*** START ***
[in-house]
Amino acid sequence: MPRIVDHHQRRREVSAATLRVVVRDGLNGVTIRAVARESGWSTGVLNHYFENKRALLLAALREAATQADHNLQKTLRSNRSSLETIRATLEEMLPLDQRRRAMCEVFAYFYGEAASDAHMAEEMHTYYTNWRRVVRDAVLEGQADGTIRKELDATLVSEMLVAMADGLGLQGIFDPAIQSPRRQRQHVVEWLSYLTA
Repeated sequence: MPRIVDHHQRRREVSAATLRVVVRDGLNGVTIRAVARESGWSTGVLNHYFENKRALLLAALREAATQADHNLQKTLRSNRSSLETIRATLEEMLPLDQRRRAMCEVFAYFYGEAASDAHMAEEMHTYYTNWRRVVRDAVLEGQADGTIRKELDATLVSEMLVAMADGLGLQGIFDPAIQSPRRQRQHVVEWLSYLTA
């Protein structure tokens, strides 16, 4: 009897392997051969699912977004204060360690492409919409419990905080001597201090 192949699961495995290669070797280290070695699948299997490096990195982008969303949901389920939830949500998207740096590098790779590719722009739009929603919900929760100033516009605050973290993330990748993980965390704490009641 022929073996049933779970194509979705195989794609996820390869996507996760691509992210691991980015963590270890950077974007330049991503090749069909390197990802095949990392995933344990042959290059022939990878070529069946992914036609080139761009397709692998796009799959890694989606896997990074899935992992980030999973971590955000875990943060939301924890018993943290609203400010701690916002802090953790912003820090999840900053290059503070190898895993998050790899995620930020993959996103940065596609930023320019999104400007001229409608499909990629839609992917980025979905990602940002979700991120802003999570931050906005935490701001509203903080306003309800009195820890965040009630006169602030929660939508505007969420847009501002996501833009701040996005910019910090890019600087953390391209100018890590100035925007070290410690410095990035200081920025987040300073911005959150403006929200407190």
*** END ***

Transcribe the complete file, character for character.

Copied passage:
[in-house]
Amino acid sequence: MPRIVDHHQRRREVSAATLRVVVRDGLNGVTIRAVARESGWSTGVLNHYFENKRALLLAALREAATQADHNLQKTLRSNRSSLETIRATLEEMLPLDQRRRAMCEVFAYFYGEAASDAHMAEEMHTYYTNWRRVVRDAVLEGQADGTIRKELDATLVSEMLVAMADGLGLQGIFDPAIQSPRRQRQHVVEWLSYLTA
Repeated sequence: MPRIVDHHQRRREVSAATLRVVVRDGLNGVTIRAVARESGWSTGVLNHYFENKRALLLAALREAATQADHNLQKTLRSNRSSLETIRATLEEMLPLDQRRRAMCEVFAYFYGEAASDAHMAEEMHTYYTNWRRVVRDAVLEGQADGTIRKELDATLVSEMLVAMADGLGLQGIFDPAIQSPRRQRQHVVEWLSYLTA
């Protein structure tokens, strides 16, 4: 009897392997051969699912977004204060360690492409919409419990905080001597201090 192949699961495995290669070797280290070695699948299997490096990195982008969303949901389920939830949500998207740096590098790779590719722009739009929603919900929760100033516009605050973290993330990748993980965390704490009641 022929073996049933779970194509979705195989794609996820390869996507996760691509992210691991980015963590270890950077974007330049991503090749069909390197990802095949990392995933344990042959290059022939990878070529069946992914036609080139761009397709692998796009799959890694989606896997990074899935992992980030999973971590955000875990943060939301924890018993943290609203400010701690916002802090953790912003820090999840900053290059503070190898895993998050790899995620930020993959996103940065596609930023320019999104400007001229409608499909990629839609992917980025979905990602940002979700991120802003999570931050906005935490701001509203903080306003309800009195820890965040009630006169602030929660939508505007969420847009501002996501833009701040996005910019910090890019600087953390391209100018890590100035925007070290410690410095990035200081920025987040300073911005959150403006929200407190």